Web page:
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By Dr. William H. Reid

It would be wonderful to be able to predict and prevent mass shootings such as those that occurred in Jacksonville, Florida, Aurora, Colorado, Las Vegas, Sandy Hook, Connecticut, Parkland, Florida and elsewhere. But as much as people want to think that criminal investigations, trials, psychologists and psychiatrists can lead us to prevention, or determine a straightforward “why” for most mass killings and their perpetrators, they can't.

There is no "magic bullet" for identifying future mass killers, and certainly not one associated with my specialty of psychiatry. The difficulty is that, as much as we can describe the traits that most mass killers have in common, they aren’t useful as predictive tools.

For instance, almost all of those who have killed large numbers of people are males. Over half (in the U.S. and Canada) are Caucasian. Half or more have a diagnosable mental disorder. Close to 100 percent eat meat.

I'm not trying to be cute; I'm making an important point. It makes sense to look for factors, such as a recent history of severe violence, that contribute significantly to individual risk, but it is illogical to point the arrow of causation backward toward large population groups. Millions of times more mentally ill North Americans don't commit mass killings than do.

It is inaccurate and patently unfair to the 20 million or so diagnosably mentally ill people in North America to suggest that mental illness per se is at the root of mass killing — or any killing except suicide, for that matter. Very large and well-designed studies show over and over that the presence of mental illness in itself (excepting substance abuse) is neither a predictor of nor risk factor for violence, and certainly not lethal violence. I am far more worried about potential harm from "ordinary" criminals, abusive spouses, people impaired by alcohol, amphetamine and heroin abusers and sleepy drivers.

A better understanding of mental illness and an improved mental health care system would help millions of Americans, but probably wouldn’t do much to reduce the murder rate or violent crime in general. More flexible civil commitment laws, to allow hospital­ization and treatment against a patient’s will, might. That would help tens of thousands of patients every year and prevent a few crimes and many suicides, but the societal tradeoffs between the need for clinical intervention to protect people from harming themselves or others and a person’s right to refuse care and involuntary hospitalization are complicated, at best.

Image: "A Dark Night in Autora," by William H. Reid.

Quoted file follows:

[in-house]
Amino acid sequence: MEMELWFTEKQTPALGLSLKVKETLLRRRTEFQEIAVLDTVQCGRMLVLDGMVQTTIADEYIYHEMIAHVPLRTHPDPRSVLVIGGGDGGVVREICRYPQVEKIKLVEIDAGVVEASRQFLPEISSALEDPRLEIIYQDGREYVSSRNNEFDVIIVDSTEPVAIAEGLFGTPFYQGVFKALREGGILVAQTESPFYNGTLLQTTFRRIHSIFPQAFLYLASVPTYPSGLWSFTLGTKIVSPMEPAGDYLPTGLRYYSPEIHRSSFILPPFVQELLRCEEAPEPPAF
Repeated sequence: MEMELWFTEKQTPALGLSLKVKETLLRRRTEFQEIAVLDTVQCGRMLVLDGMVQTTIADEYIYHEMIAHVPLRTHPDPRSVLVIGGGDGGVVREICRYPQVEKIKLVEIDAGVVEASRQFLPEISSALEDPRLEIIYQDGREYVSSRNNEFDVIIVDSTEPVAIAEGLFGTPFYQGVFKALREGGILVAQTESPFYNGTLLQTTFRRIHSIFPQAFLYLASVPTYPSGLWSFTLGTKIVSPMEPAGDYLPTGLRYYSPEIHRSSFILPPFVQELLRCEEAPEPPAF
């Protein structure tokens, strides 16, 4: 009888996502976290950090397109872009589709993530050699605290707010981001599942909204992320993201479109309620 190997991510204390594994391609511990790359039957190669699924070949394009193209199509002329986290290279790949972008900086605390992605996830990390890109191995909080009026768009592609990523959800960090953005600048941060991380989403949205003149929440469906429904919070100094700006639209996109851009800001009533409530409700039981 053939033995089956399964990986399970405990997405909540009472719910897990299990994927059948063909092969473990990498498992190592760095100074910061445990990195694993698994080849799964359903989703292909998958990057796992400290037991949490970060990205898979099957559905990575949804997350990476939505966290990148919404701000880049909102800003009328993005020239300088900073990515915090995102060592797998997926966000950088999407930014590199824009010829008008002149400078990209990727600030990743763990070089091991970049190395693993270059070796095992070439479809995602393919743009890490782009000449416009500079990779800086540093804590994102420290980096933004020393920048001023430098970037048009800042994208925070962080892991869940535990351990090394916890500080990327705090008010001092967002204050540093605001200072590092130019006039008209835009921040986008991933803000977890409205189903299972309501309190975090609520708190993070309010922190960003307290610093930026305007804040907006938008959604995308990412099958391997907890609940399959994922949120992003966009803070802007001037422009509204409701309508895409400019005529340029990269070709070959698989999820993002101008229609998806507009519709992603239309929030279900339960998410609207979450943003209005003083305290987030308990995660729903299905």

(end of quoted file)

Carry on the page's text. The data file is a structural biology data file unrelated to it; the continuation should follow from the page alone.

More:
"A Dark Night in Autora," by Dr. William H. Reid.Skyhorse Publishing

For individual cases — almost always viewed after the fact and clouded by social outrage, finger-pointing, media frenzy and political posturing — improving our mental health care system is certainly worth discussing, but our greater aim should be to advance care, and access to care, for the millions of patients who aren’t destined to be violent.

I am not, of course, suggesting that we ignore danger signals in psychiatric patients; indications of danger should be taken seriously whether the person is mentally ill or not. But even as recognizing risk in threatening statements and behaviors is important, it’s important to note that many people, in every demographic, make threats. Some — which is still lots of people — go on to violence. Virtually none will ever commit a mass killing.

So recognizing and stopping the tiny handful of future mass shooters in North America and the world isn’t really about improving mental health care — though that’s important on its own — or perfecting the actions of law enforcement. Such killings are not, in any realistic sense, “the system’s” fault.

The real reason that someone commits a mass killing usually lies within some an unimaginably detailed, idiosyncratic (not group-associated) conflu­ence of factors that we can’t replicate because it is incredibly rare; on top of that, we can’t see all of those factors. Every case is an almost-unique condition that arises in only one person among millions, and the few people in whom it arises usually hide it well (sometimes even from themselves).

It’s nonetheless very tempting to resolve the enigma of things like James Holmes’s Aurora theater shootings by creating an easy explanation, one that sounds good to people who reflect our views back to us in conversation or on social media. Such a “why” doesn’t have to be accurate or tell the whole story; it just needs to create the impression that the “why” is settled.

We want simple; sometimes we need simple. That’s why some people arrive at so-called "explanations" like a "Zoloft® hypothesis," or a government frame-up hypothesis, a spurned-lover hypothesis, a “pure evil” hypothesis or even a psychiatric one.

Most of the "explanations" to which we’re drawn aren’t so much explanations as they are resolutions: They’re ways to resolve our frustrations, our fears and even some unconscious feel­ings, but they don't really explain anything, and they don't fix the problem.

Dr. Reid was one of two psychiatric experts retained by the presiding judge in People of the State of Colorado v. James Holmes, and the only psychiatrist allowed to record interviews with Holmes.